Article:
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Senators to FCC: Explain how net neutrality comments were rife with fraud

Two senators -- one Republican, one Democrat -- had their identities stolen and then used to file false comments on the FCC’s net neutrality proposals.

A protestor holds a yellow net neutrality sign that says "don't throttle me"
Net neutrality regulations have been a flashpoint. 
Sarah Tew/CNET

Two US senators -- who both had their identities stolen and then used to post fake public comments on net neutrality -- are calling on FCC Chairman Ajit Pai to address how as many as 2 million fake comments were filed under stolen names. 

"We were among those whose identities were misused to express viewpoints we do not hold," Sens. Jeff Merkley, a Democrat from Oregon, and Pat Toomey, a Republican from Pennsylvania, said Monday in a letter addressed to Pai. "We are writing to express our concerns about these fake comments and the need to identify and address fraudulent behavior in the rulemaking process."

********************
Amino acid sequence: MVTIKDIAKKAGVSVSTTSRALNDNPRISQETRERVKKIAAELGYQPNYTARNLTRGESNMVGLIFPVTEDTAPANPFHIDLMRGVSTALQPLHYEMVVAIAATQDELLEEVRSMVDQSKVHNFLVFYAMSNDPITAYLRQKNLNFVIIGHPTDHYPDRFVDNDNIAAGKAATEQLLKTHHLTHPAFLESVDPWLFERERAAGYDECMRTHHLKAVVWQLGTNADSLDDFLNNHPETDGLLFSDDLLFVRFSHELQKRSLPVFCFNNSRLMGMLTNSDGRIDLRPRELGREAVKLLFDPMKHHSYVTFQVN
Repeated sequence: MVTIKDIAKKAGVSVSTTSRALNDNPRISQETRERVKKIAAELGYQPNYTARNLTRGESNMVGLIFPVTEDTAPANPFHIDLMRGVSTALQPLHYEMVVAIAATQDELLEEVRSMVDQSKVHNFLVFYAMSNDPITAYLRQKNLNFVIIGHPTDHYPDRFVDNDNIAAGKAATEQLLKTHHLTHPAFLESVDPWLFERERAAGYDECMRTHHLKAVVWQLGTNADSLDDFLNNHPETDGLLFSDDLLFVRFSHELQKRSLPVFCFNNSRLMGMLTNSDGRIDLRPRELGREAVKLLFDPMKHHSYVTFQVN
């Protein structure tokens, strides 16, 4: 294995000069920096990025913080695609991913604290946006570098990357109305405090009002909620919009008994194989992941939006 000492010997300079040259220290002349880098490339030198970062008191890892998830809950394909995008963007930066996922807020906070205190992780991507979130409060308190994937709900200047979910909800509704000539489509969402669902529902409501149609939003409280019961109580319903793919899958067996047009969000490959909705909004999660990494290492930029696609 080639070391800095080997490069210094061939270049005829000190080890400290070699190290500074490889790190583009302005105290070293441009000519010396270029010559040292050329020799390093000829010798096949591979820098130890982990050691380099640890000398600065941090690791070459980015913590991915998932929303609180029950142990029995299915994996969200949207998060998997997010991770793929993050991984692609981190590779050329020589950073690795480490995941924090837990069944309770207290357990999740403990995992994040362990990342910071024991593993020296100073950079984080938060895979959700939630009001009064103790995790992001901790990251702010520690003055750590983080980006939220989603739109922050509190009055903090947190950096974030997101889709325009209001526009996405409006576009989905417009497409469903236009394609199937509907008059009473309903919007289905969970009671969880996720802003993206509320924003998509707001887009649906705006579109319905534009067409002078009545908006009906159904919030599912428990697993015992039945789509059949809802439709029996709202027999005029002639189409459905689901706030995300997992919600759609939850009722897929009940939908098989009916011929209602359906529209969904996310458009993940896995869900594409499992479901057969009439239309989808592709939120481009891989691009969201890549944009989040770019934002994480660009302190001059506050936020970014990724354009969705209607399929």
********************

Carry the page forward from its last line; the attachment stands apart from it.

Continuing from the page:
In December, just one day before the FCC voted to reverse net neutrality rules, New York's attorney general reported that as many as 2 million comments submitted to the agency misused identities of real citizens. Net neutrality, the principle that all traffic on the internet should be treated equally as it's delivered to your screen, has been a political flashpoint as the FCC, led by Pai, rolled back 2015 regulations that prohibited broadband providers from blocking or slowing traffic. Earlier this month, the US Senate approved a resolution to turn back the FCC's repeal.

On Monday, the two senators suggested the FCC consider using Captcha technology to help weed out comments posted by bots and encouraged Pai to investigate the actors behind the millions of fake comments.

"We need to prevent the deliberate misuse of Americans' personal information and ensure that the FCC is working to protect against current and future vulnerabilities in its system," the senators wrote.